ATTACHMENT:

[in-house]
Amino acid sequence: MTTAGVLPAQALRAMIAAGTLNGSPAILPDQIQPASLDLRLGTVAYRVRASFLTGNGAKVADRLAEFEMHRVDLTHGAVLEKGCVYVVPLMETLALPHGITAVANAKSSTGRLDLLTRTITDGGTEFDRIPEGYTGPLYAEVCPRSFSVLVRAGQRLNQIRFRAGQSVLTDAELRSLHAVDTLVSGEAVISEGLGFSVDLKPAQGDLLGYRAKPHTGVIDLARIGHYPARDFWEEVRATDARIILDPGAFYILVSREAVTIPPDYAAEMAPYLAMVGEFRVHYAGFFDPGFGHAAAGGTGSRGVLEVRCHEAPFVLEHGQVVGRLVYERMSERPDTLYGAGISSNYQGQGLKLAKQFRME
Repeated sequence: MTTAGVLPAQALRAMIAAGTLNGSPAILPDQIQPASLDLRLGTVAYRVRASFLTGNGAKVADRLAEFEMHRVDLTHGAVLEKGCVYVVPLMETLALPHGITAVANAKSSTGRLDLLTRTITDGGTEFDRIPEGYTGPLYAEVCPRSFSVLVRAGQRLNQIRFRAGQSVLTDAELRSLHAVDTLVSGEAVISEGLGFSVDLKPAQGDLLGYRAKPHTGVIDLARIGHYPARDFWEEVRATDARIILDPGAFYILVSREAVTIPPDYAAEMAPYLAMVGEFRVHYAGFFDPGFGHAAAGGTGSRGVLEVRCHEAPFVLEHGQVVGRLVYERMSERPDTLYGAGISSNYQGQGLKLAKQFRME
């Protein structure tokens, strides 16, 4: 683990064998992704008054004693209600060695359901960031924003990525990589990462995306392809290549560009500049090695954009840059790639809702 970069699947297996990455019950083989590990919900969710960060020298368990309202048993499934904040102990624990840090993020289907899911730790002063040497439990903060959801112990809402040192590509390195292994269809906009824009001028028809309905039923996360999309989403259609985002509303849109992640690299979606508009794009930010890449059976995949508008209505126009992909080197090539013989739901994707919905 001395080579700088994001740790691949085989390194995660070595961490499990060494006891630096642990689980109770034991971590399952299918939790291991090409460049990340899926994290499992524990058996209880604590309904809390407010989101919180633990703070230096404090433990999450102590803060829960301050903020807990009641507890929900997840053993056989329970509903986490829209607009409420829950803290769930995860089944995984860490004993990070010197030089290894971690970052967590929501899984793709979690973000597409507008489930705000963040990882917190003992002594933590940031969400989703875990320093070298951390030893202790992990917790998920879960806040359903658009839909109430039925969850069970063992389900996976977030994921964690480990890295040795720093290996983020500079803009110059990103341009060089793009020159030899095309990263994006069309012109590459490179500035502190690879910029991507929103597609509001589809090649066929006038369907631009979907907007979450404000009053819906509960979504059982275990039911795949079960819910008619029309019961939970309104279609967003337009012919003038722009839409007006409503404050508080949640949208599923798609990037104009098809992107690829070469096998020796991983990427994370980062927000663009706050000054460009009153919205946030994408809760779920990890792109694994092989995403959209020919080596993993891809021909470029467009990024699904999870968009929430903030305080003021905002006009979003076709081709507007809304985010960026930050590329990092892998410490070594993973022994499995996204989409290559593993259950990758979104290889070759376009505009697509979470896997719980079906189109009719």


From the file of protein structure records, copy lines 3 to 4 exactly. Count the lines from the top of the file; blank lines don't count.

Repeated sequence: MTTAGVLPAQALRAMIAAGTLNGSPAILPDQIQPASLDLRLGTVAYRVRASFLTGNGAKVADRLAEFEMHRVDLTHGAVLEKGCVYVVPLMETLALPHGITAVANAKSSTGRLDLLTRTITDGGTEFDRIPEGYTGPLYAEVCPRSFSVLVRAGQRLNQIRFRAGQSVLTDAELRSLHAVDTLVSGEAVISEGLGFSVDLKPAQGDLLGYRAKPHTGVIDLARIGHYPARDFWEEVRATDARIILDPGAFYILVSREAVTIPPDYAAEMAPYLAMVGEFRVHYAGFFDPGFGHAAAGGTGSRGVLEVRCHEAPFVLEHGQVVGRLVYERMSERPDTLYGAGISSNYQGQGLKLAKQFRME
């Protein structure tokens, strides 16, 4: 683990064998992704008054004693209600060695359901960031924003990525990589990462995306392809290549560009500049090695954009840059790639809702 970069699947297996990455019950083989590990919900969710960060020298368990309202048993499934904040102990624990840090993020289907899911730790002063040497439990903060959801112990809402040192590509390195292994269809906009824009001028028809309905039923996360999309989403259609985002509303849109992640690299979606508009794009930010890449059976995949508008209505126009992909080197090539013989739901994707919905 001395080579700088994001740790691949085989390194995660070595961490499990060494006891630096642990689980109770034991971590399952299918939790291991090409460049990340899926994290499992524990058996209880604590309904809390407010989101919180633990703070230096404090433990999450102590803060829960301050903020807990009641507890929900997840053993056989329970509903986490829209607009409420829950803290769930995860089944995984860490004993990070010197030089290894971690970052967590929501899984793709979690973000597409507008489930705000963040990882917190003992002594933590940031969400989703875990320093070298951390030893202790992990917790998920879960806040359903658009839909109430039925969850069970063992389900996976977030994921964690480990890295040795720093290996983020500079803009110059990103341009060089793009020159030899095309990263994006069309012109590459490179500035502190690879910029991507929103597609509001589809090649066929006038369907631009979907907007979450404000009053819906509960979504059982275990039911795949079960819910008619029309019961939970309104279609967003337009012919003038722009839409007006409503404050508080949640949208599923798609990037104009098809992107690829070469096998020796991983990427994370980062927000663009706050000054460009009153919205946030994408809760779920990890792109694994092989995403959209020919080596993993891809021909470029467009990024699904999870968009929430903030305080003021905002006009979003076709081709507007809304985010960026930050590329990092892998410490070594993973022994499995996204989409290559593993259950990758979104290889070759376009505009697509979470896997719980079906189109009719």